Bipolar Disorder Treatment at Promises
Bipolar disorder is a lifelong illness that must be carefully managed. There is currently no cure. But with the right help, people with bipolar disorder can get better and lead rewarding, successful lives. Promises Treatment Centers specializes in treating people with addiction and co-occurring disorders and, in client satisfaction surveys, nearly all of our clients say they would recommend us to a friend or family member. The mental health professionals at Promises can help clients gain control of their symptoms and live a full life. Bipolar disorder treatment at Promises includes traditional and alternative therapies. Clients will meet with a psychiatrist to properly manage any medication needs.
In addition to specialized psychiatric care to manage the biological component of bipolar disorder and its complex symptoms, our team of mental health experts helps clients “land” back in their bodies. We offer trauma-focused therapies and experiential approaches that meet clients’ physical, emotional and spiritual needs.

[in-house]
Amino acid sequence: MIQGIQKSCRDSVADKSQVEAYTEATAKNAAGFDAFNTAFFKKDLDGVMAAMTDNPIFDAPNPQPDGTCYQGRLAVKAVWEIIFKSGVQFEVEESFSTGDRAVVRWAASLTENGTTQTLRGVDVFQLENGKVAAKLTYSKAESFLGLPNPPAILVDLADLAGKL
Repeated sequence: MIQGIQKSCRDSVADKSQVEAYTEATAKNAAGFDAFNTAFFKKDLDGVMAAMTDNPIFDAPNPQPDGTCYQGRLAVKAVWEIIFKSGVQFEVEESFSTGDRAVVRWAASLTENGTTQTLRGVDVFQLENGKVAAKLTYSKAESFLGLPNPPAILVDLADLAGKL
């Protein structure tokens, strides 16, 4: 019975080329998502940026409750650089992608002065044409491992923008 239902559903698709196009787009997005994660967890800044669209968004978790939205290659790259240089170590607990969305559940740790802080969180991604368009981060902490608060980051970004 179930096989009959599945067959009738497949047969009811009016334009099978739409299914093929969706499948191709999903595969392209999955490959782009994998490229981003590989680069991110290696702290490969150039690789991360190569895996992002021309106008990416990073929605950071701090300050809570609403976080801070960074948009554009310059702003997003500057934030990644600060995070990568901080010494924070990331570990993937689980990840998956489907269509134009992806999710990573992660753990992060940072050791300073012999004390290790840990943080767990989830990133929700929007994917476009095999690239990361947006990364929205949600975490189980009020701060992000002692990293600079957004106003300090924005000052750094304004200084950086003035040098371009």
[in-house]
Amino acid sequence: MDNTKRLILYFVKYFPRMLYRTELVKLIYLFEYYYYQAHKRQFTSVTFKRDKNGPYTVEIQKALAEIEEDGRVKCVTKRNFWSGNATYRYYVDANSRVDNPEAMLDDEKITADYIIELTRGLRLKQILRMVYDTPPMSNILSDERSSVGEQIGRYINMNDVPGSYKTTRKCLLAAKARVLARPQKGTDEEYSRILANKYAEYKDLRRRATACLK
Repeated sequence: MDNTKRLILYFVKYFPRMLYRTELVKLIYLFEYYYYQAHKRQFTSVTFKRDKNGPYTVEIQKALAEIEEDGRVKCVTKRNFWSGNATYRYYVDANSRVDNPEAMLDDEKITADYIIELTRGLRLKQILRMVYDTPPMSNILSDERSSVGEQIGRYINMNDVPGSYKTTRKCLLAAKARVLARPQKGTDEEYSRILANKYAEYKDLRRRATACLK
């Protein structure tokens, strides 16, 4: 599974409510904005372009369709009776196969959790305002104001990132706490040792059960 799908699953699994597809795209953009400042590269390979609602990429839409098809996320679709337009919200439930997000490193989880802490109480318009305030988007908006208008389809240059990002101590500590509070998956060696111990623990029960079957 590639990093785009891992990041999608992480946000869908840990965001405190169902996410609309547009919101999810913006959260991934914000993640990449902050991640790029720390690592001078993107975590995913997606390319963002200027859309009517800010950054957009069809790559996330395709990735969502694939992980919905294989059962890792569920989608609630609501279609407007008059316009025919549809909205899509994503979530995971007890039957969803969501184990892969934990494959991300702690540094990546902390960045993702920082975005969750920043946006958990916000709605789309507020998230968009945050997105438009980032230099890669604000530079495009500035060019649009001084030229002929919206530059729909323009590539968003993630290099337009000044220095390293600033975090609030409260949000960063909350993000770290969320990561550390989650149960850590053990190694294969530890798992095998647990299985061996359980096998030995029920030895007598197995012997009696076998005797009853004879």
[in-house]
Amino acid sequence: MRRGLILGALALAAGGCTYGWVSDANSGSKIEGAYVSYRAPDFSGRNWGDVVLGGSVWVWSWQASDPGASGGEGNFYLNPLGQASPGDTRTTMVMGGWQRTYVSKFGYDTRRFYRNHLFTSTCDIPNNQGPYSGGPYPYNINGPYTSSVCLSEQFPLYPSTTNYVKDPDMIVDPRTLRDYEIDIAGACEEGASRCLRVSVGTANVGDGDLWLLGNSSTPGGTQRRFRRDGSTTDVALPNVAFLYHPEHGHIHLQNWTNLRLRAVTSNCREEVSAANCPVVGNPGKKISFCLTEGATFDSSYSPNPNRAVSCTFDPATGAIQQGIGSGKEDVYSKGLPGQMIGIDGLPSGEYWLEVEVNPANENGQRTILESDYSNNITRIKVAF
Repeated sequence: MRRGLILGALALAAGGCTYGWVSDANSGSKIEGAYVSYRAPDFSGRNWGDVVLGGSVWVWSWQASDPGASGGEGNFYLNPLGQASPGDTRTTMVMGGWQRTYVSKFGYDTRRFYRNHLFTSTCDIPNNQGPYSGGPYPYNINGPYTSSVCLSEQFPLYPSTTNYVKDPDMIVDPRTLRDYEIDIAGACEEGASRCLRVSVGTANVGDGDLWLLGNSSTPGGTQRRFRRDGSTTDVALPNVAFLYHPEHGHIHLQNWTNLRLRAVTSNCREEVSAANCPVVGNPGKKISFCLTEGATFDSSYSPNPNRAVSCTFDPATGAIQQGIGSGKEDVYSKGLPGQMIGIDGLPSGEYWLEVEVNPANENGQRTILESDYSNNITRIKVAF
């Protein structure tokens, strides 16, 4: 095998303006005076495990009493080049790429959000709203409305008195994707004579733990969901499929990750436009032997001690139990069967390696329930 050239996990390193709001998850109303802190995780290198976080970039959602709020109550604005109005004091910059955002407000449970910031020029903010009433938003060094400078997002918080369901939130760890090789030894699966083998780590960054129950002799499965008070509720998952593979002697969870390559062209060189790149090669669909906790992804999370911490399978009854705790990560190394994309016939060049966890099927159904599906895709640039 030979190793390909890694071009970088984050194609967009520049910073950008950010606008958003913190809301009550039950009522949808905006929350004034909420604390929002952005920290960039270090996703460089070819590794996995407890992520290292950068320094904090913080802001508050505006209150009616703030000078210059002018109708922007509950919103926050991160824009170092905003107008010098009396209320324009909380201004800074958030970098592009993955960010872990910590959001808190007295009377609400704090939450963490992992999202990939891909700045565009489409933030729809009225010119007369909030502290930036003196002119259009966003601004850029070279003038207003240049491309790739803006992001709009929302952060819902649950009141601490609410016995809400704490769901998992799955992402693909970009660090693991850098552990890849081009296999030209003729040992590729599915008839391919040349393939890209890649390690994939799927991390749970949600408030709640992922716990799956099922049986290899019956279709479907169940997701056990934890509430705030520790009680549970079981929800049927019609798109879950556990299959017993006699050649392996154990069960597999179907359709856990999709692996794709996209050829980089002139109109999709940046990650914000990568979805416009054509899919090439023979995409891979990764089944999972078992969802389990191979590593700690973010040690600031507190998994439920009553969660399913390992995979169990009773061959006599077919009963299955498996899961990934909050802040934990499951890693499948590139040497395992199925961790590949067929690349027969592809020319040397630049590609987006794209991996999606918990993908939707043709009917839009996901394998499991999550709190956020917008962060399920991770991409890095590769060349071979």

About Bipolar Disorder
Bipolar disorder is a serious mental illness once known as manic depression. As the older name suggests, people with bipolar disorder go through powerful mood changes, sometimes feeling overly “high” and full of energy, and other times feeling very “down” and hopeless. Mood shifts in bipolar disorder may occur only a few times a year or as often as several times a week.
The National Institute of Mental Health reports 10% to 20% of people suffering from bipolar disorder commit suicide. In an effort to balance out their moods, people with bipolar disorder sometimes turn to drugs and alcohol, unaware that substance use has the opposite effect. Drugs such as cocaine and amphetamines can jumpstart the extreme “up” moods, while alcohol is strongly linked to depressive “down” episodes. In addition, research shows that people with bipolar illness, especially women, have a high rate of alcoholism.